Ivory Coast: How General Electric invests in industry

14 March 2016, Abuja – Cote d’Ivoire boasts one of the highest incomes per capita in Africa, and is a vital economic and freight partner for neighbouring, landlocked countries.

General Electric, GE LogoCote d’Ivoire has one of the  strongest economies in West Africa, and has solidified its place as a  formidable centre of industry in Sub-Saharan Africa.

This month, Jeff Immelt, Global Chairman and CEO of GE, led a high powered delegation to visit the  country.

Cote d’Ivoire boasts one of the highest incomes per capita in Africa, and is a vital economic and freight partner for neighbouring, landlocked countries.

It is the world’s largest exporter of cocoa beans, and the fourth largest exporter of other goods. However, in recent years competition in exports has increased and changes in labour laws have made it more difficult to compete in this industry.

Because of this, the country is looking to invest in new industries and expand the skills of its citizens. Immelt’s visit affirmed GE’s partnership with Cote d’Ivoire to further economic development.

GE has committed to making a number of investments in the region, primarily in the  fields of energy, water, health care and electricity.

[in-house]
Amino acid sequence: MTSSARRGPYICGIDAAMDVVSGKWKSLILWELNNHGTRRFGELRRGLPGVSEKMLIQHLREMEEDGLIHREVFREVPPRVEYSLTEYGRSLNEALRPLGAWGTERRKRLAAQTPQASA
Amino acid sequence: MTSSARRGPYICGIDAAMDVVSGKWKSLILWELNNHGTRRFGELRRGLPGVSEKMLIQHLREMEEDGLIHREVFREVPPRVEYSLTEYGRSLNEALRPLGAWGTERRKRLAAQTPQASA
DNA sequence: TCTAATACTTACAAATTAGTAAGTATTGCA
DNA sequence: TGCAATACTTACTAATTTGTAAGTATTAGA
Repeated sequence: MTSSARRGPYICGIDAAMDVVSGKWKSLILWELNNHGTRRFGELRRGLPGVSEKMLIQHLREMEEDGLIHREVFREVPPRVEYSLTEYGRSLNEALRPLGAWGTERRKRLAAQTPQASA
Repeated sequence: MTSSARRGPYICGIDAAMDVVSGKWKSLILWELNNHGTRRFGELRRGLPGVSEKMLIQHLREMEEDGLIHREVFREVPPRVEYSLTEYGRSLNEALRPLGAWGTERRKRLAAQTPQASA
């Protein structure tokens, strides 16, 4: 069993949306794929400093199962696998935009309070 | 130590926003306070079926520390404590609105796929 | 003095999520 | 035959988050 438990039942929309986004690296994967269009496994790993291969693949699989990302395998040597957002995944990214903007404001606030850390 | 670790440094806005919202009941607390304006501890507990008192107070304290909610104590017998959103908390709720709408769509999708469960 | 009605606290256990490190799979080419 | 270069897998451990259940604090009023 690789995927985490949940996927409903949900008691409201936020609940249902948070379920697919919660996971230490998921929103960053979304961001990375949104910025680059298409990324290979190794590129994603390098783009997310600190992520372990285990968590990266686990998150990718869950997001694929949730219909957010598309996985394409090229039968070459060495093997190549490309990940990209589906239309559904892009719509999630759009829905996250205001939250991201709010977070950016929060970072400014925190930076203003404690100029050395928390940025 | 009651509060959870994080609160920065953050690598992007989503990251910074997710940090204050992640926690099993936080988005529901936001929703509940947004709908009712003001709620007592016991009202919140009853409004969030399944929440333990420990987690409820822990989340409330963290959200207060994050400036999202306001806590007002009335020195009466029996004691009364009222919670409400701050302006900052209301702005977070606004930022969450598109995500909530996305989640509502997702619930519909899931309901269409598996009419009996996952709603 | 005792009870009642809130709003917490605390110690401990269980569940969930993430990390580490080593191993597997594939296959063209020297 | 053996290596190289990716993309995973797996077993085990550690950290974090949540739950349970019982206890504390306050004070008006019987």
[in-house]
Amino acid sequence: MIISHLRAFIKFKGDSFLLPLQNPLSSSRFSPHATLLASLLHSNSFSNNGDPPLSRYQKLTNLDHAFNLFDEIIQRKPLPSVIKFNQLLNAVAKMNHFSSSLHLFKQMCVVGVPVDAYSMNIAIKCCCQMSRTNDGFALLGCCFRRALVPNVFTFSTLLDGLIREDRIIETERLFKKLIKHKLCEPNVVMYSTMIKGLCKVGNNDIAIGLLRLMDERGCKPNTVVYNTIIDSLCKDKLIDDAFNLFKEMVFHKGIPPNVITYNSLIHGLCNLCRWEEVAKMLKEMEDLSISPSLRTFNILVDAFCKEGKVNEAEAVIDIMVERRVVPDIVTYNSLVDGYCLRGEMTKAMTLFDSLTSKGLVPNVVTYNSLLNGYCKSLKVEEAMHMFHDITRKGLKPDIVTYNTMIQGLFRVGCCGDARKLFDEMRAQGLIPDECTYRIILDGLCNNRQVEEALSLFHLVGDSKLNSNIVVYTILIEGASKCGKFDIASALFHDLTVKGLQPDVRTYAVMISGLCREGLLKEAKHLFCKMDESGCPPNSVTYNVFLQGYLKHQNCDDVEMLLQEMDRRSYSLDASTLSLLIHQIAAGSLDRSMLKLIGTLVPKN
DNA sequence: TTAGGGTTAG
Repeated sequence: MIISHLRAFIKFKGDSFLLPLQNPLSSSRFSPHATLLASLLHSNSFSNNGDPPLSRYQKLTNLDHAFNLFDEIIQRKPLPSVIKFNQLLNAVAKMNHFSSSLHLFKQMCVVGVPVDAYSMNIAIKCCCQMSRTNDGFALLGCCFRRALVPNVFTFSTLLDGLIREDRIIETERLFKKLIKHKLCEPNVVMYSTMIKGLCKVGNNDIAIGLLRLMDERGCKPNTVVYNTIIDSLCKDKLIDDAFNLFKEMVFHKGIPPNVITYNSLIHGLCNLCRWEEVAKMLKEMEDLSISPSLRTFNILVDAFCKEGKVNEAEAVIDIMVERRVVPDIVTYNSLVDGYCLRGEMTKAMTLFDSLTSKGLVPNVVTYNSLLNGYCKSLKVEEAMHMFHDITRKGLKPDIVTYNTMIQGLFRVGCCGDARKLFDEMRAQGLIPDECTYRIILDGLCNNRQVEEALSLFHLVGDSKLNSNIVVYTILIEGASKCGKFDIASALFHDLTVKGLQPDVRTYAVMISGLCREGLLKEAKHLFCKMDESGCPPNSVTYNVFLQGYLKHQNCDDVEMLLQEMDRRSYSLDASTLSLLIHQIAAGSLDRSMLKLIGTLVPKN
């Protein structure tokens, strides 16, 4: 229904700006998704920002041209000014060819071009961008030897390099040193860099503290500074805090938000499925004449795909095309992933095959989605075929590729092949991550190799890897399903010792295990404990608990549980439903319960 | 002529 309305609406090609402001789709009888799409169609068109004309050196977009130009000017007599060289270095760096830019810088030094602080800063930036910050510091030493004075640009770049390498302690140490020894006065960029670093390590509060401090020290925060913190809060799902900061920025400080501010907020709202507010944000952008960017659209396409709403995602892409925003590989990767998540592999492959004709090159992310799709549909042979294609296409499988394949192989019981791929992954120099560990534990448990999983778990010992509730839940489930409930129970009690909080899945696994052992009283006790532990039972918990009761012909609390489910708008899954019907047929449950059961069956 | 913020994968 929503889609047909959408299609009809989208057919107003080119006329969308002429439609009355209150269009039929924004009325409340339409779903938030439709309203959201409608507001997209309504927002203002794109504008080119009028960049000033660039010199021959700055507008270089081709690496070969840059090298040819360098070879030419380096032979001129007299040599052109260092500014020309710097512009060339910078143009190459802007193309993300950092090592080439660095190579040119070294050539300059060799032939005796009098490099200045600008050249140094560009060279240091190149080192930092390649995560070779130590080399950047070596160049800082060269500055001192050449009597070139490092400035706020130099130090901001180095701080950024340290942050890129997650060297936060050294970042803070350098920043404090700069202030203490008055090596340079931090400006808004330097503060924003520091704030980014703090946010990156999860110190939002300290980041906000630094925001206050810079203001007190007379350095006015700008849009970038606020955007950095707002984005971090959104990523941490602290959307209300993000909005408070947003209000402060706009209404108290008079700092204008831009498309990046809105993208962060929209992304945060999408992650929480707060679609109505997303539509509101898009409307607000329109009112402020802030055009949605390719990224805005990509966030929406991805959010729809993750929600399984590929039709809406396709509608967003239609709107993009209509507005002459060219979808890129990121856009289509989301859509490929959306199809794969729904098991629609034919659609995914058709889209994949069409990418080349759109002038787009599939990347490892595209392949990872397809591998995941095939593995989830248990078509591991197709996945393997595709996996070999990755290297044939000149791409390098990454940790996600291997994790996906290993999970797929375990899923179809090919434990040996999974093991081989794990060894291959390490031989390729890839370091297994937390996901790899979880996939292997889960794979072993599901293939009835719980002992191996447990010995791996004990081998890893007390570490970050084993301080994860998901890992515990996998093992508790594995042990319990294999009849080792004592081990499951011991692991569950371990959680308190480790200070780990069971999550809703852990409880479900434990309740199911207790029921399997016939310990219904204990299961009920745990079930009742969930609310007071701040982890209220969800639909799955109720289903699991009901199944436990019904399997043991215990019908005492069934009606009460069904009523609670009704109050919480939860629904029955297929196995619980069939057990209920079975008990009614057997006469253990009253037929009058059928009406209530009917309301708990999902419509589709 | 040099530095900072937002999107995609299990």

“Africa is one of the  most promising growth regions for our business,” said Immelt.

During his visit, he met  President Alassane Ouattara, Prime Minister Kablan Duncan, and Charles Boamah, Finance Vice President at the African Development Bank.

President Ouattara said, “As a  Government, our priority is to broaden our industrial base as well as emerge  as a knowledge driven economy. This has created immense opportunities,  particularly for partners like GE, to come on board with us to create  prosperity for our people.”

Immelt participated in the  signing of significant partnership agreements between GE and business and  government leaders in Cote D’Ivoire.

These partnerships are designed to not  only leverage GE’s capability and expertise in several sectors, including  healthcare, aviation, rail transportation, power generation, water, and oil  and gas, but also to work in tandem with the government to find solutions to  infrastructure and technology challenges.

Additionally, increased industry  investment will help develop local skills. Boamah commended the president of  GE for their increasing investments in Africa.

“Private sector players like  General Electric can play a critical role in bridging Africa’s infrastructure  gap.”

The agreements signed during this visit will help to establish the country as GE’s industry hub for operations  in Francophone Africa.

 

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